These questions must be answered for the public before an eleventh-hour vote of the Legislature on the plan, since there will likely be too little time for full discussion and debate of your reported compromise. We look forward to seeing your final proposal, and your answers to the following questions:

1. If all patients will be required to buy coverage, will there be a cap

on how much they must spend?

Neither the most recent version of AB 8, the bill sponsored by Speaker Nunez, nor the limited outline of the Governor's proposal limits yearly health care payments -- combined premiums, deductibles and copays -- by employees or individual purchasers with incomes over 300% of the federal poverty level. Nor have either of you been willing to embrace state regulation of health insurance premiums, despite the effective model in the property casualty insurance system. With premiums increasing 250% faster than medical inflation, this is a key concern.

We have read that you are considering a cap of 5% of income on the cost of insurance premiums, which is a step forward. Yet if the 5% cap can be met with a very high-deductible plan, IT would not make health care affordable to middle-income Californians. For example, a family of three making $50,000 per year would actually pay $7,500 for a $5,000 deductible plan if a family member needed even minor hospital care. Copays could add thousands more.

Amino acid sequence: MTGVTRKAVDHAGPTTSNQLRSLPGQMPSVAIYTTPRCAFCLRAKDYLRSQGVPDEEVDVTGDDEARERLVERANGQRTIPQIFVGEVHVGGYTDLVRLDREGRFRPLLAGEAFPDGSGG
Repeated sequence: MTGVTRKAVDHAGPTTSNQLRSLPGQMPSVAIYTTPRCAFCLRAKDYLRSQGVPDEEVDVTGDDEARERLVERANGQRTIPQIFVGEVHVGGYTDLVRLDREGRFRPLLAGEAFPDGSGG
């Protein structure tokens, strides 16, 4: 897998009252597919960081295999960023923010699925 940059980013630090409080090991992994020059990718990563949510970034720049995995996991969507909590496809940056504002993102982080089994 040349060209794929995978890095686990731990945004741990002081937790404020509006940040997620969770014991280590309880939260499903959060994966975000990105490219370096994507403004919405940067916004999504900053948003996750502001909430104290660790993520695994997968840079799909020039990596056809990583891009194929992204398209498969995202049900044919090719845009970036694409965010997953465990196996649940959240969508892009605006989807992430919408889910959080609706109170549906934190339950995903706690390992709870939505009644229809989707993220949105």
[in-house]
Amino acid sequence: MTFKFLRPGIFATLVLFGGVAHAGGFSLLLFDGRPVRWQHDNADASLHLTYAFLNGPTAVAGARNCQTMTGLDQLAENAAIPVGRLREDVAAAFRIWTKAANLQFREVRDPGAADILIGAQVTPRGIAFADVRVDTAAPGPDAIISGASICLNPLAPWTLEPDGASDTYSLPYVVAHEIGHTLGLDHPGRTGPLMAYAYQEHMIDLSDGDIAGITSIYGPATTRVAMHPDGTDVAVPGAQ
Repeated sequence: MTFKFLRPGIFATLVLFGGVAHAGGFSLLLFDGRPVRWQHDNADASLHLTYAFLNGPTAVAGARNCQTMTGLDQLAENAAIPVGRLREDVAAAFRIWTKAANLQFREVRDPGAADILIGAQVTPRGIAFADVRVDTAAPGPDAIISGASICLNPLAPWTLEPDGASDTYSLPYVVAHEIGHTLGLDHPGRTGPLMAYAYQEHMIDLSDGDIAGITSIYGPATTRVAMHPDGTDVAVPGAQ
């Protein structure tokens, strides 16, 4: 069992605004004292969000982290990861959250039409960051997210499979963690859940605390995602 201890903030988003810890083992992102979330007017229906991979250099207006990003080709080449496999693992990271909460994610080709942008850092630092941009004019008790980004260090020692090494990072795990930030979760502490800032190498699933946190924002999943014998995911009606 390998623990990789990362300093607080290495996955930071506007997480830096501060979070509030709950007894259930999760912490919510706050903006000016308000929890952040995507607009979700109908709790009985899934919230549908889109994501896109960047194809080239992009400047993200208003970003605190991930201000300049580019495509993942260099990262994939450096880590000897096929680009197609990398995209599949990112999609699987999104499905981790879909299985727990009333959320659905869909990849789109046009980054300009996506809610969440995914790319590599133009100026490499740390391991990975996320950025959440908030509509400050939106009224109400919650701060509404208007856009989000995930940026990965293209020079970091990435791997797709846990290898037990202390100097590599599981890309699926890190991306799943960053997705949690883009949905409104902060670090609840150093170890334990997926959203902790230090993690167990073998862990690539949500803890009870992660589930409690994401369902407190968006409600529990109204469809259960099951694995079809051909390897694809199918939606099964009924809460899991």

We are also concerned that you will concede to the profit demands of insurers, hospitals, and doctors whose rates are not capped under your proposal by shifting costs to individuals. Low-benefit policies that either do not limit out-of-pocket costs or limit them at such a high level that purchasers risk medical bankruptcy when they get sick keep people from seeking care until their illness is critical and more expensive to treat. Those policies secure profits for insurers who know patients will be reluctant to use their insurance and may not even be able to afford out-of-pocket costs.